Monday, March 07, 2005

The End of the Moon

Jon Gipe for the New York Times

I took in The End of the Moon--Laurie Anderson's performance piece with its genesis in her stint as NASA's artist-in-residence (the title derives from her discovery that governmental agents are eyeing the earth's largest satellite for military purposes)--on Saturday at BAM.

The show was a variation on her zen koan standup routine; the stage was set with an antique armchair, dozens-upon-dozens of candles set upon the floor, a dry-ice machine, and a small projection screen that (more often than not) displayed a video image of the moon's surface. Anderson is a storyteller, and her self-described narrative "jump-cuts" prescribe an up-and-down evening in her presence. But the highs are often wonderful--poetic impressions of empty, illuminated buses circulating a forlorn city at night; an impromptu duet with an owl, before Italians with "their enormous black eyes"; an image of an indecisive buzzard, hovering over her pet rat-terrier in the wilds of northern California (as well as the dog's reaction, followed by an elegant metaphor for contemporary political life); intimations of a midlife crisis. In some fundamental way, though, it's hard to get a critical handle on her oeuvre--I know plenty of folks who don't enjoy her work, and I understand why: I admire her, but don't think any individual piece is a great one.

Louis Menand examined Anderson's United States for Artforum in 1999 in an essay that's been extended and reprinted in his American Studies collection (FSG, 2002), and one that grasps the hallmarks of her work. Menand begins by noting that performance art is typically rooted in contingency, a condition shunned by LA, whose performances resemble concerts in a concert hall:

Contingency was banned for a reason: In two evenings' worth of songs and stories about how things tend to go wrong, nothing was supposed to go wrong. And the gamine persona was plainly designed to create a contrast: The more waiflike Anderson seemed, the more impressive the control she exerted. The show was wired, and there was a woman in a punk hairdo, not a faceless middle-aged guy in a white lab coat, throwing the switches.

Menand suggests a feminist subtext, but I'd like to get back to basics: LA is a Western woman, one who never questions the individual's significance. She notes in End that she's been seeking out non-goal-oriented projects, but surrounds those wishes with never-ending accounts of projects, travel, designs, and dreams.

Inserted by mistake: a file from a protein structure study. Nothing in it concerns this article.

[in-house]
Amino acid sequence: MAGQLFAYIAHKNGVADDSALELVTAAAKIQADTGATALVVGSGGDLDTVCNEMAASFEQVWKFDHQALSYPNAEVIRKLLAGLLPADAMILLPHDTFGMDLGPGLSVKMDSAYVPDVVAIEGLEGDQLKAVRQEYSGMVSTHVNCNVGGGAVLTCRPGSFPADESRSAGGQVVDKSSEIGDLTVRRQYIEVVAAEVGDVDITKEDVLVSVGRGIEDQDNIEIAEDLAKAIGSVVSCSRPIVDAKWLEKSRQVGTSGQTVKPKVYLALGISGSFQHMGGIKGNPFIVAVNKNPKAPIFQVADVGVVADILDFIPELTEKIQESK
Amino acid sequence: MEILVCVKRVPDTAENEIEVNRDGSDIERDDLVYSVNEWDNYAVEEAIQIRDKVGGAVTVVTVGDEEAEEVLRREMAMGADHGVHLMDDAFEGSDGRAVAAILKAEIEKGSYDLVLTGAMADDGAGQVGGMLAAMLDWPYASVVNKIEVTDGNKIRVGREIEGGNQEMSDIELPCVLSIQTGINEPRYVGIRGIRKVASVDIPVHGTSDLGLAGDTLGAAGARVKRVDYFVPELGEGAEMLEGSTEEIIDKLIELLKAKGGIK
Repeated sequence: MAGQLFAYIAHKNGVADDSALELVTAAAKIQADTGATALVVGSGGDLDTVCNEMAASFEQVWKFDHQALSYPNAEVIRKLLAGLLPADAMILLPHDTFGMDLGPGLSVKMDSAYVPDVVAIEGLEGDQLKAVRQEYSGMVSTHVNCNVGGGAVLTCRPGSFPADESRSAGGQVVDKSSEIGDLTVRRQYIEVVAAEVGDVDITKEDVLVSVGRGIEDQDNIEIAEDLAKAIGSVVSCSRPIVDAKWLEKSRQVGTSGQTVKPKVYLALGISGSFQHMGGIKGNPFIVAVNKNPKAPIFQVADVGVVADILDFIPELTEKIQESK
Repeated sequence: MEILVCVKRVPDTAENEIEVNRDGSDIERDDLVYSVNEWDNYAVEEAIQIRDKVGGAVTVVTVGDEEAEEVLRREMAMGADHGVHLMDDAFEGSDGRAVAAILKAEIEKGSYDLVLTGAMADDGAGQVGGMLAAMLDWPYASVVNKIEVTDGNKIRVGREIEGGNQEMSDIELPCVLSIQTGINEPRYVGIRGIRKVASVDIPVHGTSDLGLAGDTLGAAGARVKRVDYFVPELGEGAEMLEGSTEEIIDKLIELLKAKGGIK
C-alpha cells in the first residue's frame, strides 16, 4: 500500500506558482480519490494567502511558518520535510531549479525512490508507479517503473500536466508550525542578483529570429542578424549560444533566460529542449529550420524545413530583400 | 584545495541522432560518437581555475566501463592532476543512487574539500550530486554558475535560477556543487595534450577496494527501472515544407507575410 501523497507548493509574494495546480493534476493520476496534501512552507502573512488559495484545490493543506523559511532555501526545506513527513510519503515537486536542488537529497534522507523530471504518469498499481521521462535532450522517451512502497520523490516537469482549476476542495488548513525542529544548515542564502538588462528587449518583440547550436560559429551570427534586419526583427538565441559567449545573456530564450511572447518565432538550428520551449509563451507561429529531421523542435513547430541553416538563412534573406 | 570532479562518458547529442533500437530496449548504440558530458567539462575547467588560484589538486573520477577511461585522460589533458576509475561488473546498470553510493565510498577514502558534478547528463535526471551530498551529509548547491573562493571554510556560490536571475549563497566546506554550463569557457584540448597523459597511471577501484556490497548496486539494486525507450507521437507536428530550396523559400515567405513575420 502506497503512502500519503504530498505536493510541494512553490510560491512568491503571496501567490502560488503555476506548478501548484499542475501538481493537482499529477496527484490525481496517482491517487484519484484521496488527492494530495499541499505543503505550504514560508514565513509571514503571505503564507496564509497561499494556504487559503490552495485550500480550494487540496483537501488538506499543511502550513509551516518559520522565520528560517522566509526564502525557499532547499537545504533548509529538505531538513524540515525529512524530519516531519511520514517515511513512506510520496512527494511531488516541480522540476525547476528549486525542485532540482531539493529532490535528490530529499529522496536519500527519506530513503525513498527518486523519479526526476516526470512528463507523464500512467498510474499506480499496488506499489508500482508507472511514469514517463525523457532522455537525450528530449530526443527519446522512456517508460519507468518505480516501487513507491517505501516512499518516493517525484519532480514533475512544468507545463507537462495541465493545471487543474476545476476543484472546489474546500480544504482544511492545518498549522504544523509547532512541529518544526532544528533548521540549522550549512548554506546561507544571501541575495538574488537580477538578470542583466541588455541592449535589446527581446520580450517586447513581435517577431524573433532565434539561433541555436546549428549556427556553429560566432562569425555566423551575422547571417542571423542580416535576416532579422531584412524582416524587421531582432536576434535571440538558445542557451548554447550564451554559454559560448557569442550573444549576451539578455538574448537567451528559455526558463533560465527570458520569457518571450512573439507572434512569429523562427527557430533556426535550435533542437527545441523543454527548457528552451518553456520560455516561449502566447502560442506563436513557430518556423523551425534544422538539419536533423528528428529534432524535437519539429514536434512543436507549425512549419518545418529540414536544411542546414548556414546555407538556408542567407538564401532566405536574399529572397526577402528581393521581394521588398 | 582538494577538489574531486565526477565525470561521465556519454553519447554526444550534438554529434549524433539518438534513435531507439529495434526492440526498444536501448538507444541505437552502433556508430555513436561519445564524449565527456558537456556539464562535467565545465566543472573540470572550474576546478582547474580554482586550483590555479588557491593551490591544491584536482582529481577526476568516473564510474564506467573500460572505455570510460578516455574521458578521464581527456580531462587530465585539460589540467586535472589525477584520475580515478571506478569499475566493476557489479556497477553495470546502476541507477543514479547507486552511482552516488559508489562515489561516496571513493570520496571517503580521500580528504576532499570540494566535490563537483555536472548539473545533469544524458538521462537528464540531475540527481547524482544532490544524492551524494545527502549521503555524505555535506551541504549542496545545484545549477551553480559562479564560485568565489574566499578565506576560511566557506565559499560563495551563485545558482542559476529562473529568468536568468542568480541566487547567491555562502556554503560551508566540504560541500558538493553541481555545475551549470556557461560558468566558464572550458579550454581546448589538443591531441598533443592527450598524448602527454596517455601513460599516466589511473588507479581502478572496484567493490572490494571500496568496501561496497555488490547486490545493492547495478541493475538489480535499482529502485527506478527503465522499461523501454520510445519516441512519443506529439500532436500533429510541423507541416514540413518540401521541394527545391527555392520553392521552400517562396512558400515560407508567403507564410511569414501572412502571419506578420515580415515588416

There is a conscious accessibility, even glibness, that is borne of a heady artist who's emotionally-literate, but one for whom cognition trumps emotionality (the jokes! the projects! the connections!). Menand is particularly acute in discerning a yearning for this accessibility:

People like me, coming out of the '60s, once dreamed of a fusion between something like pop music and something like Conceptual art, of an expressive form that would integrate the urgency and excitement of a rock concert with the cool detachment of an art without illusions. We wished for energy and imagination without pretension, for entertainment that did not pander and art that was not antagonistic to commercialism, merely indifferent to it. I suppose we hoped to strike such a balance in our own lives. Glimpses of what that sensibility might have been like were pretty rare. United States was one of them.

I suspect that a guy like me connects with an artist like Anderson through an empathic similarity in personality, as more sober folk do not. The tip-off at the BAM Harvey Theater was a stray tear or two during the performance, a sign of recognition--imagined or otherwise--in some--which?--direction. In interviews, the 57-year-old artist has stated that her audience "is a sadder version of [herself] sitting in row 'K'"; during a passage in End of the Moon, Anderson avers that "the day you realize that your story can never be fully told is the day your life begins." It is this personal act of storytelling, one we all engage in, that connects this essential Western woman with her audience.


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